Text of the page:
All of which is to say, I’ve had a vintage train case-shaped hole in my soul that I’ve been trying to fill for years. They’re a not-uncommon item in antique stores, but they tend to be overpriced and/or torn to hell on the inside. I found a closet at Heritage House that had 3 train cases; one of them was way too beat up, one of them was too small, and then there was this one. A few light scuffs on the outside, I can live with that, inside… it was definitely used a lot, but it had an interior plastic lining that could be very easily cleaned. It even had the sectional tray that fits inside the lid! Vintage train cases are ALWAYS missing that tray. Cost, with tax: $23 and change. And at the counter they gave me the key, so I can even lock it if I want. I Googled this brand, looks like it dates from the mid-1960s.

The rest of the weekend I was pretty lazy. Sunday I cleaned and ran some errands in Lafayette, including to Ulta. I now own all 3 of the Urban Decay Naked eyeshadow palettes, so my life is complete. (I like make-up, okay DON’T JUDGE ME.) Oh, and I think I hit a dove with my car on the way home! Two of them were in the road, they flew up as my car approached but one flew TOWARDS my car instead of AWAY from it. There was a thump and an explosion of feathers. I love animals, but whatever. Doves are basically the pigeons of rural areas, and to quote George Costanza, we’re supposed to have a deal with them: they get out of the way of our cars, and we ignore the statue-crapping. I would feel worse if it had been some kind of egret or heron, even though those are as common around here as seagulls were in California. After the ‘rents went to bed I watched the Hannibal season finale (OMFG NOTHING WILL EVER BE OKAY AGAIN), and streamed a few episodes of this insane Korean soap opera I have recently become addicted to, Vampire Prosecutor. It’s about this prosecutor? He’s a vampire. Monday I got the car washed, re-read The Virgin Suicides, and ate a hamburger. I like mine with melted cheddar, a pineapple ring, and BBQ sauce. Try it sometime!

Spring Sale at the Schoolhouse Antiques Mall

I am SO BEHIND on posting photos. I started a new job last month; my commute is twice as long as I’m used to (although largely on rural highways very light of traffic) AND I’ve been working a lot of overtime—I even came in for about 3 ½ hours on Sunday! I’m sure I’ll get used to it eventually, and I’m certainly not complaining about the money, but lately it feels like I barely have time for anything else.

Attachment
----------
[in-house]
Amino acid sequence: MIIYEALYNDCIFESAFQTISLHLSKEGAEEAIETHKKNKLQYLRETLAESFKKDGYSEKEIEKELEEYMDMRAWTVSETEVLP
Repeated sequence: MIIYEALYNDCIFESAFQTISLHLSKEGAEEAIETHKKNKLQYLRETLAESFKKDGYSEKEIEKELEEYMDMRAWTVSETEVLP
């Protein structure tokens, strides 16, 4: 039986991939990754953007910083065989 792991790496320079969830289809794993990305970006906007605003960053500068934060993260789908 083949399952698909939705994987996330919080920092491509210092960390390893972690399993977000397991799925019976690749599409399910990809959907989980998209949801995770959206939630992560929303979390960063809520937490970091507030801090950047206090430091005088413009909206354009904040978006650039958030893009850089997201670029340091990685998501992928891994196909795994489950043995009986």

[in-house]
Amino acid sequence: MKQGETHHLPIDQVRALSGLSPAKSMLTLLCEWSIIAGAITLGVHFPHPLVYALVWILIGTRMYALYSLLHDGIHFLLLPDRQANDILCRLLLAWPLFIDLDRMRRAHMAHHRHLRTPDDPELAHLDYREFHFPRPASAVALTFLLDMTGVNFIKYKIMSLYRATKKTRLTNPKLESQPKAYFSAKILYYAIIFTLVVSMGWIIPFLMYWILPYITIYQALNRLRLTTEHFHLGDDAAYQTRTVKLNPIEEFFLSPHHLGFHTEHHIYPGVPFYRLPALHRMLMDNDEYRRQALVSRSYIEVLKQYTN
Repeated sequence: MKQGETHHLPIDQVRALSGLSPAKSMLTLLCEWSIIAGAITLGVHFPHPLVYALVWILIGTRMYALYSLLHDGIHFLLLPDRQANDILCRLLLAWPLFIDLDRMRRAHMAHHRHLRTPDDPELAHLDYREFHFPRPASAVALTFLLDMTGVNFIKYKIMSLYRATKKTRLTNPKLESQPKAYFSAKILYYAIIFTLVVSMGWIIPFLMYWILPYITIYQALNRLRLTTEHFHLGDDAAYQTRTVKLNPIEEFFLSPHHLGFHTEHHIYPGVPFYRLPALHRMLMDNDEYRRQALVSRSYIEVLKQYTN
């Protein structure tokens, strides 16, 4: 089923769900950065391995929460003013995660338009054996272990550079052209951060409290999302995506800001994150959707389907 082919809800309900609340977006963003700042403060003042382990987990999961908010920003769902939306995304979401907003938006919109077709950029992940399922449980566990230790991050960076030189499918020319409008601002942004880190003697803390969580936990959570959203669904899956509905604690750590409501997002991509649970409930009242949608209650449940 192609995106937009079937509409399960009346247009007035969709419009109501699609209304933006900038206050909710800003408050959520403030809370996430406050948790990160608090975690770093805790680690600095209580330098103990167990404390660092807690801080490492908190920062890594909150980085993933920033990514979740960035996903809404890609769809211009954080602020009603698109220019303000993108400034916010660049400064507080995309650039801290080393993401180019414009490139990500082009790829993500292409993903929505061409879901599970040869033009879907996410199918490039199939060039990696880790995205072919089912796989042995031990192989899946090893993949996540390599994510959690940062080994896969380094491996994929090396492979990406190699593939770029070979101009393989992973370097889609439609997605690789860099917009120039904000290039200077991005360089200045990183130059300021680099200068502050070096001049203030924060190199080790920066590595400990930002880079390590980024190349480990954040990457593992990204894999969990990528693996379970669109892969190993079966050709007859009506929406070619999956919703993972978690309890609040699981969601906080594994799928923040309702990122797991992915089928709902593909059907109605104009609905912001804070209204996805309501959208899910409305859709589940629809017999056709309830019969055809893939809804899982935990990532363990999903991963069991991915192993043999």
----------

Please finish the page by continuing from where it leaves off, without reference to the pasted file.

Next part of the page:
Anyway, on Saturday I made time for the spring sale at the Old Schoolhouse Antiques Mall in the town of Washington, thus continuing my unbroken streak—I haven’t missed one of the biannual sales (there’s another one in October) since I moved to south Louisiana. For a couple of years there in the middle they were kind of crappy, but they seem to have bounced back. I’ve gotten some of my best vintage cameras there, including my Land Cameras, and this year did not disappoint:

Polaroid SX-70

The SX-70 was the only Land Camera I didn’t have at least one type of*, and one of just three cameras still on my must-own list. (The others are a Rollei 35 and a Fuji Natura Classica. I don’t count the Arguses or Kodak Brownies I buy when I come across them, because I collect those brands specifically.) I only paid $20 for it because it has the plastic rather than metal exterior, and because it hadn’t been cleaned and restored. But the seller—who was selling refurbished ones for $100, so he clearly knows Polaroids—assured me it worked, and I figured I could afford to trust him for $20. Those old leatherette patches just have to be scraped off, and the old adhesive soaked off with denatured alcohol, then I can either buy a die-cut skin or make my own. I’ve seen tutorials where people used materials like old wallpaper swatches, or leather patches cut out of vintage purses.

Hoodoo Oils

And this is the other thing I bought there, a Japanese lacquered corner shelf. Some of the lacquer has rubbed off on the edges, but it was only $12 and I’ve always had a fondness for all the kitschy stuff the GIs brought home after WWII. Cheap as it was, most of it is still better-made and more charming than the crap Ikea sells. I think it’s meant to hang in a wall corner, it’s got a metal hook, but standing it on the dresser creates 3 shelves instead of 2. Which makes it the perfect size to hold all of my condition oils, which previously had been scattered about—some of them were actually being kept in my underwear drawer!

*I also own a 95A, the 2nd model ever made and one that covers the earliest roll-film era; a 150, which covers the classic ‘50s-‘60s era (mine is a 1963); and several late-model hardshells.

What I obsess about when I’m not obsessed with photography

I hate August. I was never crazy about it in the Bay Area, but my loathing has reached new depths since moving to Louisiana. Part of that is because it’s the start of hurricane season, something my family has not had good luck with in recent years: my grandparents lost their house in Rita, a couple weeks after Katrina; my parents were able to fix theirs, only to have it wrecked in Ike a few years later.